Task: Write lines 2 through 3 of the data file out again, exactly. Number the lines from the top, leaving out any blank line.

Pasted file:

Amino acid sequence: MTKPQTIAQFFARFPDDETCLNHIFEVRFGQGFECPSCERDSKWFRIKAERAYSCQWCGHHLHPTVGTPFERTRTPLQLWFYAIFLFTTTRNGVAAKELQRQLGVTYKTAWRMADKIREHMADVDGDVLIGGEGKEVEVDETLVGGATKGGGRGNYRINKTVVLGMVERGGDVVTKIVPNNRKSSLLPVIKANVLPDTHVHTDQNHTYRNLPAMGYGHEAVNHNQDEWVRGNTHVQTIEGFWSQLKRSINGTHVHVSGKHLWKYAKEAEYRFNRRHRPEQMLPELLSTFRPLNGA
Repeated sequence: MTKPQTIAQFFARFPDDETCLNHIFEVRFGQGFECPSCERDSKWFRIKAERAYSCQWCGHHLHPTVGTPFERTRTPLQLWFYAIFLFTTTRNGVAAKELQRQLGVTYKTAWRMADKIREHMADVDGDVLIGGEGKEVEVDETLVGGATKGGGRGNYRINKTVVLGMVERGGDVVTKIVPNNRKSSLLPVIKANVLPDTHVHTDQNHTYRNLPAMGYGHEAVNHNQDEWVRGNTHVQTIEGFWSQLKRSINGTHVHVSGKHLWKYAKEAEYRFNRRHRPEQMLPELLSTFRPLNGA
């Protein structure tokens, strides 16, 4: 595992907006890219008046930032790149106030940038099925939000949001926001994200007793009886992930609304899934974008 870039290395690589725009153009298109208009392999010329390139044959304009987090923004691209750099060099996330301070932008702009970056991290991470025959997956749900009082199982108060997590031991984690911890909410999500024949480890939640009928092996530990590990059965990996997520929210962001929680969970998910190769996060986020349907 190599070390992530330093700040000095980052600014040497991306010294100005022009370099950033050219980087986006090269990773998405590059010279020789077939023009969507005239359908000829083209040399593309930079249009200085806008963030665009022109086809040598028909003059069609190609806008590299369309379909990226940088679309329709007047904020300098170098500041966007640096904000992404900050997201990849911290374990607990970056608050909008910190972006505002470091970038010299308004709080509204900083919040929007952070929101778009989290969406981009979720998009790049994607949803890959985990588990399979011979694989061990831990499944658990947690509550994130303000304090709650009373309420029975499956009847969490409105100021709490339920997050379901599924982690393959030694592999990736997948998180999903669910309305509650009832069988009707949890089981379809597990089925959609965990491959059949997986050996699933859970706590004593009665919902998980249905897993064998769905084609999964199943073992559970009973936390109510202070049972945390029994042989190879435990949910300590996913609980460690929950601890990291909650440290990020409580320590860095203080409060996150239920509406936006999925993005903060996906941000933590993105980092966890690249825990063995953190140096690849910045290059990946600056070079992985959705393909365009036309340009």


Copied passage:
Repeated sequence: MTKPQTIAQFFARFPDDETCLNHIFEVRFGQGFECPSCERDSKWFRIKAERAYSCQWCGHHLHPTVGTPFERTRTPLQLWFYAIFLFTTTRNGVAAKELQRQLGVTYKTAWRMADKIREHMADVDGDVLIGGEGKEVEVDETLVGGATKGGGRGNYRINKTVVLGMVERGGDVVTKIVPNNRKSSLLPVIKANVLPDTHVHTDQNHTYRNLPAMGYGHEAVNHNQDEWVRGNTHVQTIEGFWSQLKRSINGTHVHVSGKHLWKYAKEAEYRFNRRHRPEQMLPELLSTFRPLNGA
């Protein structure tokens, strides 16, 4: 595992907006890219008046930032790149106030940038099925939000949001926001994200007793009886992930609304899934974008 870039290395690589725009153009298109208009392999010329390139044959304009987090923004691209750099060099996330301070932008702009970056991290991470025959997956749900009082199982108060997590031991984690911890909410999500024949480890939640009928092996530990590990059965990996997520929210962001929680969970998910190769996060986020349907 190599070390992530330093700040000095980052600014040497991306010294100005022009370099950033050219980087986006090269990773998405590059010279020789077939023009969507005239359908000829083209040399593309930079249009200085806008963030665009022109086809040598028909003059069609190609806008590299369309379909990226940088679309329709007047904020300098170098500041966007640096904000992404900050997201990849911290374990607990970056608050909008910190972006505002470091970038010299308004709080509204900083919040929007952070929101778009989290969406981009979720998009790049994607949803890959985990588990399979011979694989061990831990499944658990947690509550994130303000304090709650009373309420029975499956009847969490409105100021709490339920997050379901599924982690393959030694592999990736997948998180999903669910309305509650009832069988009707949890089981379809597990089925959609965990491959059949997986050996699933859970706590004593009665919902998980249905897993064998769905084609999964199943073992559970009973936390109510202070049972945390029994042989190879435990949910300590996913609980460690929950601890990291909650440290990020409580320590860095203080409060996150239920509406936006999925993005903060996906941000933590993105980092966890690249825990063995953190140096690849910045290059990946600056070079992985959705393909365009036309340009």